ST. LOUIS — Every artist wants their work to come to life.

"Bring out the eyes and the smile of the child," said Alton native Christine Ilewski.

For Christine, she means that in more ways than one.

"And I feel their spirit comes through the portraits," she said.

Every face on the wall inside the Thomas Dunn Learning Center is a child under the age of 20 that died of a gunshot in St. Louis.

"You’re looking at another human being. You’re looking at a child. You can’t deny that’s a life lost," Ilewski said.

For each portrait, Ilewski and her team of artists start with a happy photo of the child provided by the family.

"I kind of find myself talking to the child when I’m looking at the photo and the portrait. And I’ve always kind of said, 'Let’s do this for your mom,'" she said.

The inspiration for Jerome Triplet's portrait, came on one of his happiest days.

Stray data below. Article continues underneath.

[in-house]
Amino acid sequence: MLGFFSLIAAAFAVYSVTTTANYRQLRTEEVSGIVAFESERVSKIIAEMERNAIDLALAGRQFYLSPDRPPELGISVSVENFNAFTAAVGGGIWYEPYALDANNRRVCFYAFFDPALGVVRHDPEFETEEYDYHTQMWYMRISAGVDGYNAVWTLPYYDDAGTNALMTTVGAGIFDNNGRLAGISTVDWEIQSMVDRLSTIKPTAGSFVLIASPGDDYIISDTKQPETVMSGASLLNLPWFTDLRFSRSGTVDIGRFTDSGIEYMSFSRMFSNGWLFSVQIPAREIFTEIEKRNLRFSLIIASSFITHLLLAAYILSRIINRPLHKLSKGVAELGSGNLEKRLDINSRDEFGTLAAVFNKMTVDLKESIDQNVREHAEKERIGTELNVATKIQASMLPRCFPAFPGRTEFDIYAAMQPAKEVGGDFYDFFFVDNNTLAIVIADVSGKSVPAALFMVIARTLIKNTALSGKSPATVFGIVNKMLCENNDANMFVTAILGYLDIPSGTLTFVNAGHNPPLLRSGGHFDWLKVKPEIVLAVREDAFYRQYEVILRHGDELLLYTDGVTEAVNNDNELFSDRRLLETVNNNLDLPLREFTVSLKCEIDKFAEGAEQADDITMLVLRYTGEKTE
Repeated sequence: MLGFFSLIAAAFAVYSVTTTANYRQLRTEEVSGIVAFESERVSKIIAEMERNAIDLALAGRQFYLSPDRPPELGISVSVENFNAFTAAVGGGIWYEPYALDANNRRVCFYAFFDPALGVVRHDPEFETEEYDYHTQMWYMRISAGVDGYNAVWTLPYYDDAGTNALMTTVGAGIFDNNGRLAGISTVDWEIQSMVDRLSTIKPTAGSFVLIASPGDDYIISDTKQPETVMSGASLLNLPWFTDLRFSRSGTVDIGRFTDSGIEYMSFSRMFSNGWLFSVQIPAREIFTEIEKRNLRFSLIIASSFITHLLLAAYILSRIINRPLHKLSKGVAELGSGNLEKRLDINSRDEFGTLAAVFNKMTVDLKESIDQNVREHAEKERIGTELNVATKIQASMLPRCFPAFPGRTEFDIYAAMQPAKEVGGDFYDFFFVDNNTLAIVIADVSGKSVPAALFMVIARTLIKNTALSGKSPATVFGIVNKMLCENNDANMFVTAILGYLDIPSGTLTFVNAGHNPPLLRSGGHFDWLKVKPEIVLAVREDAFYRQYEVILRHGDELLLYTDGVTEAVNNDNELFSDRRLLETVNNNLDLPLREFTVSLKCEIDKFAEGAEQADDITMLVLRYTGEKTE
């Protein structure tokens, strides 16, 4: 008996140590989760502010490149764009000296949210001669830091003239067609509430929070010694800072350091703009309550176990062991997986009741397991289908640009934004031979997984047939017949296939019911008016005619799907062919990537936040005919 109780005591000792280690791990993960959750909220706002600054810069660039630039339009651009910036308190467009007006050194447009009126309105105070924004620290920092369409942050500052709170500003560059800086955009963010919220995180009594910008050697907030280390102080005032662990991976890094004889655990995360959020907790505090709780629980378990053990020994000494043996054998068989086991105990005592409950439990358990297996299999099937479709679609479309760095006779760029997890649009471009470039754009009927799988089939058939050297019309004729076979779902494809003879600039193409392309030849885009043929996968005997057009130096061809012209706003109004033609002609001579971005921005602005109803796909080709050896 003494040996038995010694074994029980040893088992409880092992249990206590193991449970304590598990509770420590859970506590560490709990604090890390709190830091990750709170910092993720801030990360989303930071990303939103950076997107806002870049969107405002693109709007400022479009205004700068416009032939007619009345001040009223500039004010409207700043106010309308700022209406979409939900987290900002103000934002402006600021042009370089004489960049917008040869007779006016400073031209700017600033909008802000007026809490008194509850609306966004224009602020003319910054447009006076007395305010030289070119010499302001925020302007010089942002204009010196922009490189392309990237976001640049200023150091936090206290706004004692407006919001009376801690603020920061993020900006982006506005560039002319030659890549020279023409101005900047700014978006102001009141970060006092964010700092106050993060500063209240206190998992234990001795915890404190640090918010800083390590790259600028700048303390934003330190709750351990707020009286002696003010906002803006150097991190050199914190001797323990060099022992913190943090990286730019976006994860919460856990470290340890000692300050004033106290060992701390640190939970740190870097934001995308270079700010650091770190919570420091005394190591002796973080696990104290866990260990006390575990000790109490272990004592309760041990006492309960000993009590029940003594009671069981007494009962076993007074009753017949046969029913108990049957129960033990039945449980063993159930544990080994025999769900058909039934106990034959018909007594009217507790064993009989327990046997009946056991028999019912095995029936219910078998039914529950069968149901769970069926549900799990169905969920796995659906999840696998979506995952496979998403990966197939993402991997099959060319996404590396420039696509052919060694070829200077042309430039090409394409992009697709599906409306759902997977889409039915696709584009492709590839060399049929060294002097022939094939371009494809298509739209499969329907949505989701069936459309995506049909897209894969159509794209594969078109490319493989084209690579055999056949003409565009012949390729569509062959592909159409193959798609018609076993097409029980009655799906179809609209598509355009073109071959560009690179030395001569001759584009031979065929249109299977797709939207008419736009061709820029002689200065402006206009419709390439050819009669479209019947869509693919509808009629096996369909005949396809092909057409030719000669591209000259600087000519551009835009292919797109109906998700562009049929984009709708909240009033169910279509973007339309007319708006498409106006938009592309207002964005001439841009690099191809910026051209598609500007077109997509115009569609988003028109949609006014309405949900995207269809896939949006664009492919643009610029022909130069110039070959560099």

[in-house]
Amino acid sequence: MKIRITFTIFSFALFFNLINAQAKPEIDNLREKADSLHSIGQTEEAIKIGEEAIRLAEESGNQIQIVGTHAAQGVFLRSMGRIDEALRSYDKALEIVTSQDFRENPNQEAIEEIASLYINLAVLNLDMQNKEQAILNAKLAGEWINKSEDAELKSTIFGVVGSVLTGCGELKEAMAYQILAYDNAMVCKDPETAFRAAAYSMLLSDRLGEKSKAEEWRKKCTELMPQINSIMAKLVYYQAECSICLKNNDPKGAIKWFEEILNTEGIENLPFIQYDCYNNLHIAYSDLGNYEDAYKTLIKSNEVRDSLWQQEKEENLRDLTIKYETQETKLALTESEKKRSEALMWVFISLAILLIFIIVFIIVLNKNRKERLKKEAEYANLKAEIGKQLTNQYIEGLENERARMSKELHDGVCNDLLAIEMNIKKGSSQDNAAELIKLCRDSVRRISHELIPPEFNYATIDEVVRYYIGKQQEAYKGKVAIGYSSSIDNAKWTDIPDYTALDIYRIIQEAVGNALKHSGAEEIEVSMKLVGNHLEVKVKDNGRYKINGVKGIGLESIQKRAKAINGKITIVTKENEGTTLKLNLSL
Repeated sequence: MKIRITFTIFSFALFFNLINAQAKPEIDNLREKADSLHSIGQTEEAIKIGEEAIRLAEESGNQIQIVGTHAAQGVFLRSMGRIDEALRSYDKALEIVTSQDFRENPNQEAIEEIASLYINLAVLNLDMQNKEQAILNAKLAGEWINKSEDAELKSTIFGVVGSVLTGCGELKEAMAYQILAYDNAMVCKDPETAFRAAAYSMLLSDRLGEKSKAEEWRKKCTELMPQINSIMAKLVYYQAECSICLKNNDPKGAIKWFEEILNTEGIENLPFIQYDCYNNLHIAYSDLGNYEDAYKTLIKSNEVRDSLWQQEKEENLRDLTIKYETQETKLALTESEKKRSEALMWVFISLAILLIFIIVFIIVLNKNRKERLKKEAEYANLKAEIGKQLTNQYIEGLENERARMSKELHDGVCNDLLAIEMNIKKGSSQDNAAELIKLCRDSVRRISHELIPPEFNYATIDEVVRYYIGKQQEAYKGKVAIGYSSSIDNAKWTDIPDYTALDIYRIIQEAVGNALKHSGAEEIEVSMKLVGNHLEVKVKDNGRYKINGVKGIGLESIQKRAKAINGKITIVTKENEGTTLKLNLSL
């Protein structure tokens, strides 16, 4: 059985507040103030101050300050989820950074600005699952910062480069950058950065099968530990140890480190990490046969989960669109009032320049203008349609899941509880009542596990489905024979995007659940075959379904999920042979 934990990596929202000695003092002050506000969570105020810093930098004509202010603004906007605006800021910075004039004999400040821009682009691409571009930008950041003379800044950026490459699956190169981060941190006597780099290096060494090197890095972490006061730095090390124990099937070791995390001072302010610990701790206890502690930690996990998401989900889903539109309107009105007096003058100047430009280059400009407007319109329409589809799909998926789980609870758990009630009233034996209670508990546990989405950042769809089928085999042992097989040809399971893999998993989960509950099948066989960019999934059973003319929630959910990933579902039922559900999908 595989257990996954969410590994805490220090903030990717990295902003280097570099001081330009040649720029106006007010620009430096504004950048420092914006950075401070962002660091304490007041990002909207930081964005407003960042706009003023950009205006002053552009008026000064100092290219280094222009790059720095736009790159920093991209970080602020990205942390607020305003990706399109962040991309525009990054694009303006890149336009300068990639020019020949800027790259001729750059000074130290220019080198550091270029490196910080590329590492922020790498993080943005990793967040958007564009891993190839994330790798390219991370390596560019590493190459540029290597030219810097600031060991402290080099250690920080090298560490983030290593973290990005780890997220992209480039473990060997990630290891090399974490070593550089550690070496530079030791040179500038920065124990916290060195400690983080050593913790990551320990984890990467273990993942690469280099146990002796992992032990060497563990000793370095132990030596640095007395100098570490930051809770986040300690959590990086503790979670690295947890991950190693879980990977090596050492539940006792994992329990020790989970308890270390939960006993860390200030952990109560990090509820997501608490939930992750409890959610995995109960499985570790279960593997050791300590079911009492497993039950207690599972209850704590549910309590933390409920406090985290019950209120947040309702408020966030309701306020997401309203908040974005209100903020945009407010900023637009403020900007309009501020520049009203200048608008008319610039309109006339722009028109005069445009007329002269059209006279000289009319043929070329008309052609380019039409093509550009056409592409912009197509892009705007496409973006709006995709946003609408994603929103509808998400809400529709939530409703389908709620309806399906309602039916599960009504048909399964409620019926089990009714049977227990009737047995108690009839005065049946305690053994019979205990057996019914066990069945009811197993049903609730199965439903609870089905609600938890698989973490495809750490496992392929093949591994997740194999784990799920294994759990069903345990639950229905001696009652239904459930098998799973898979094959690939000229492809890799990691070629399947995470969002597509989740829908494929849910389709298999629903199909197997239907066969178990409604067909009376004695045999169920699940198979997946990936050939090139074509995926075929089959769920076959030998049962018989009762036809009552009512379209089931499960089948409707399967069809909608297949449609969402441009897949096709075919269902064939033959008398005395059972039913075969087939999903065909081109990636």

"He was in an alley riding a bike and he was having fun. He was just a joyful person," said Theodore Higginbotham, Jerome's grandfather.

The 15-year-old was at a friend's house, when he found himself at the wrong place at the wrong time.

"I think about him and I just wonder what it would be like if he was still here," he said.

Theodore is technically Jerome's grandfather, but he raised Jerome like his own son.

"He was only 15 and really didn’t get a chance to experience life," said Higginbotham.

Though he misses him every day, he's grateful his face won't be forgotten.

"It feels good because I think about him almost every day," he said.

It's a pain that Christine knows all too well. She too, lost her father to gun violence.

"It’s just a devastating, time-stopping moment," said Ilewski.

Unfortunately, she can't bring her works to life, but she can make sure, they aren't forgotten.

"Families don’t recover from it, they just do their best to carry on," she said.

You can see this exhibit for yourself here at the Thomas Dunn Center until the end of February. At that point, the portraits and many others from 15 other states, will be transported to Washington D.C. and put on display together on the National Mall.